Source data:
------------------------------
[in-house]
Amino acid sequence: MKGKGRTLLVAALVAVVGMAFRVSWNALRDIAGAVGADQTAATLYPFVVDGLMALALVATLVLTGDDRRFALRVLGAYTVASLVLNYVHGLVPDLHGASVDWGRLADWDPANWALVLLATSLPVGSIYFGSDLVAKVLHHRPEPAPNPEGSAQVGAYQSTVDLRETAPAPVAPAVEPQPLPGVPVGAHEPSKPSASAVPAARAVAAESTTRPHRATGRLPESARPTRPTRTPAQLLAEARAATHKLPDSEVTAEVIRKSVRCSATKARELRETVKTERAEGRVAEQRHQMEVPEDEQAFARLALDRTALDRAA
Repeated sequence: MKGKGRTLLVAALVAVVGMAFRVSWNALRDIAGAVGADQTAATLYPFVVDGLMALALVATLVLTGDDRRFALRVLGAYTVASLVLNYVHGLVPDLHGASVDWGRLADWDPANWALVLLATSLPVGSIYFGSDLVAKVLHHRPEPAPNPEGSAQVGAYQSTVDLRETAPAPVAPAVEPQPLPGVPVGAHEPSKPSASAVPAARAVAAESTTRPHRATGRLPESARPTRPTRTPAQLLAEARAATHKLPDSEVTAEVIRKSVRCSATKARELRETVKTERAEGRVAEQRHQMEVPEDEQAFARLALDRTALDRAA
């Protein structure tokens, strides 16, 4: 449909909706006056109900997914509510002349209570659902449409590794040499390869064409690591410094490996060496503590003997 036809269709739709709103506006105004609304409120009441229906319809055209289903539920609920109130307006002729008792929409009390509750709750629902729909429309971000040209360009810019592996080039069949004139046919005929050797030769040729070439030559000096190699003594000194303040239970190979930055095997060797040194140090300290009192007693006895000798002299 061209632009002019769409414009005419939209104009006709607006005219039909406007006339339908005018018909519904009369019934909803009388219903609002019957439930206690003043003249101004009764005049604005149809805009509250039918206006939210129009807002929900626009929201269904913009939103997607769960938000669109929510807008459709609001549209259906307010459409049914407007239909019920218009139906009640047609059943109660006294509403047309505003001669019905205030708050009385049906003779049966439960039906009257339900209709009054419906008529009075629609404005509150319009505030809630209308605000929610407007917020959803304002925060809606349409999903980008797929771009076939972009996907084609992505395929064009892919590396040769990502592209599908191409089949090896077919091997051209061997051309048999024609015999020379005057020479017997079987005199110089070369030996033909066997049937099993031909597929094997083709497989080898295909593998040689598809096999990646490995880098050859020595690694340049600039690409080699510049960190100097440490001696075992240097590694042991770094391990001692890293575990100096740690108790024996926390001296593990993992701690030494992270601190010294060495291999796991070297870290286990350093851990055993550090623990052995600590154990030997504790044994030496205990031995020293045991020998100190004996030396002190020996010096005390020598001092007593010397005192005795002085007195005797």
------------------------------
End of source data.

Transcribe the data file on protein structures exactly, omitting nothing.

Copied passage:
[in-house]
Amino acid sequence: MKGKGRTLLVAALVAVVGMAFRVSWNALRDIAGAVGADQTAATLYPFVVDGLMALALVATLVLTGDDRRFALRVLGAYTVASLVLNYVHGLVPDLHGASVDWGRLADWDPANWALVLLATSLPVGSIYFGSDLVAKVLHHRPEPAPNPEGSAQVGAYQSTVDLRETAPAPVAPAVEPQPLPGVPVGAHEPSKPSASAVPAARAVAAESTTRPHRATGRLPESARPTRPTRTPAQLLAEARAATHKLPDSEVTAEVIRKSVRCSATKARELRETVKTERAEGRVAEQRHQMEVPEDEQAFARLALDRTALDRAA
Repeated sequence: MKGKGRTLLVAALVAVVGMAFRVSWNALRDIAGAVGADQTAATLYPFVVDGLMALALVATLVLTGDDRRFALRVLGAYTVASLVLNYVHGLVPDLHGASVDWGRLADWDPANWALVLLATSLPVGSIYFGSDLVAKVLHHRPEPAPNPEGSAQVGAYQSTVDLRETAPAPVAPAVEPQPLPGVPVGAHEPSKPSASAVPAARAVAAESTTRPHRATGRLPESARPTRPTRTPAQLLAEARAATHKLPDSEVTAEVIRKSVRCSATKARELRETVKTERAEGRVAEQRHQMEVPEDEQAFARLALDRTALDRAA
């Protein structure tokens, strides 16, 4: 449909909706006056109900997914509510002349209570659902449409590794040499390869064409690591410094490996060496503590003997 036809269709739709709103506006105004609304409120009441229906319809055209289903539920609920109130307006002729008792929409009390509750709750629902729909429309971000040209360009810019592996080039069949004139046919005929050797030769040729070439030559000096190699003594000194303040239970190979930055095997060797040194140090300290009192007693006895000798002299 061209632009002019769409414009005419939209104009006709607006005219039909406007006339339908005018018909519904009369019934909803009388219903609002019957439930206690003043003249101004009764005049604005149809805009509250039918206006939210129009807002929900626009929201269904913009939103997607769960938000669109929510807008459709609001549209259906307010459409049914407007239909019920218009139906009640047609059943109660006294509403047309505003001669019905205030708050009385049906003779049966439960039906009257339900209709009054419906008529009075629609404005509150319009505030809630209308605000929610407007917020959803304002925060809606349409999903980008797929771009076939972009996907084609992505395929064009892919590396040769990502592209599908191409089949090896077919091997051209061997051309048999024609015999020379005057020479017997079987005199110089070369030996033909066997049937099993031909597929094997083709497989080898295909593998040689598809096999990646490995880098050859020595690694340049600039690409080699510049960190100097440490001696075992240097590694042991770094391990001692890293575990100096740690108790024996926390001296593990993992701690030494992270601190010294060495291999796991070297870290286990350093851990055993550090623990052995600590154990030997504790044994030496205990031995020293045991020998100190004996030396002190020996010096005390020598001092007593010397005192005795002085007195005797």